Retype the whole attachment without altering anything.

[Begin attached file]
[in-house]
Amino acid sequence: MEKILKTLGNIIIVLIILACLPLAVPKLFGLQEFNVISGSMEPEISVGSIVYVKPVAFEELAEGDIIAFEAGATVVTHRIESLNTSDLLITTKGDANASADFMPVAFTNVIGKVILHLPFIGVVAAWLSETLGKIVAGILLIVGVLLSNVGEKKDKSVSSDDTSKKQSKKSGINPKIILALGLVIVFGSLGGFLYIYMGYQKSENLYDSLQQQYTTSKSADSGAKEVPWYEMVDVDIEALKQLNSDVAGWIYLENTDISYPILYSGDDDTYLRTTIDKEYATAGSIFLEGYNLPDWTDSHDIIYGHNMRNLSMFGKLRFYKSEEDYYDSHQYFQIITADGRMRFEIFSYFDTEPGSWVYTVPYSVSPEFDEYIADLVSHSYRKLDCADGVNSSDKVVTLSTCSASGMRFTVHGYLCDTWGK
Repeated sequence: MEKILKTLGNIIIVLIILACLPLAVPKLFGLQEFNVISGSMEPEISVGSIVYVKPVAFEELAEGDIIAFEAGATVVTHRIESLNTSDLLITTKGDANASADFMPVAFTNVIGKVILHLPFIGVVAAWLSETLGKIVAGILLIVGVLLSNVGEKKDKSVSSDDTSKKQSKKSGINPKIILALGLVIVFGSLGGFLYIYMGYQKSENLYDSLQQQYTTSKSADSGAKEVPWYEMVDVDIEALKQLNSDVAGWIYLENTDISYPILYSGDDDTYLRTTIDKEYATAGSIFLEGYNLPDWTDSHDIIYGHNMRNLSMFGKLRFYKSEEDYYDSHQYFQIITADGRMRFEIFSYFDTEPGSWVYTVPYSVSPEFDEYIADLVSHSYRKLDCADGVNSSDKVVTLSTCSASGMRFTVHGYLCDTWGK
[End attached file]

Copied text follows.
[in-house]
Amino acid sequence: MEKILKTLGNIIIVLIILACLPLAVPKLFGLQEFNVISGSMEPEISVGSIVYVKPVAFEELAEGDIIAFEAGATVVTHRIESLNTSDLLITTKGDANASADFMPVAFTNVIGKVILHLPFIGVVAAWLSETLGKIVAGILLIVGVLLSNVGEKKDKSVSSDDTSKKQSKKSGINPKIILALGLVIVFGSLGGFLYIYMGYQKSENLYDSLQQQYTTSKSADSGAKEVPWYEMVDVDIEALKQLNSDVAGWIYLENTDISYPILYSGDDDTYLRTTIDKEYATAGSIFLEGYNLPDWTDSHDIIYGHNMRNLSMFGKLRFYKSEEDYYDSHQYFQIITADGRMRFEIFSYFDTEPGSWVYTVPYSVSPEFDEYIADLVSHSYRKLDCADGVNSSDKVVTLSTCSASGMRFTVHGYLCDTWGK
Repeated sequence: MEKILKTLGNIIIVLIILACLPLAVPKLFGLQEFNVISGSMEPEISVGSIVYVKPVAFEELAEGDIIAFEAGATVVTHRIESLNTSDLLITTKGDANASADFMPVAFTNVIGKVILHLPFIGVVAAWLSETLGKIVAGILLIVGVLLSNVGEKKDKSVSSDDTSKKQSKKSGINPKIILALGLVIVFGSLGGFLYIYMGYQKSENLYDSLQQQYTTSKSADSGAKEVPWYEMVDVDIEALKQLNSDVAGWIYLENTDISYPILYSGDDDTYLRTTIDKEYATAGSIFLEGYNLPDWTDSHDIIYGHNMRNLSMFGKLRFYKSEEDYYDSHQYFQIITADGRMRFEIFSYFDTEPGSWVYTVPYSVSPEFDEYIADLVSHSYRKLDCADGVNSSDKVVTLSTCSASGMRFTVHGYLCDTWGK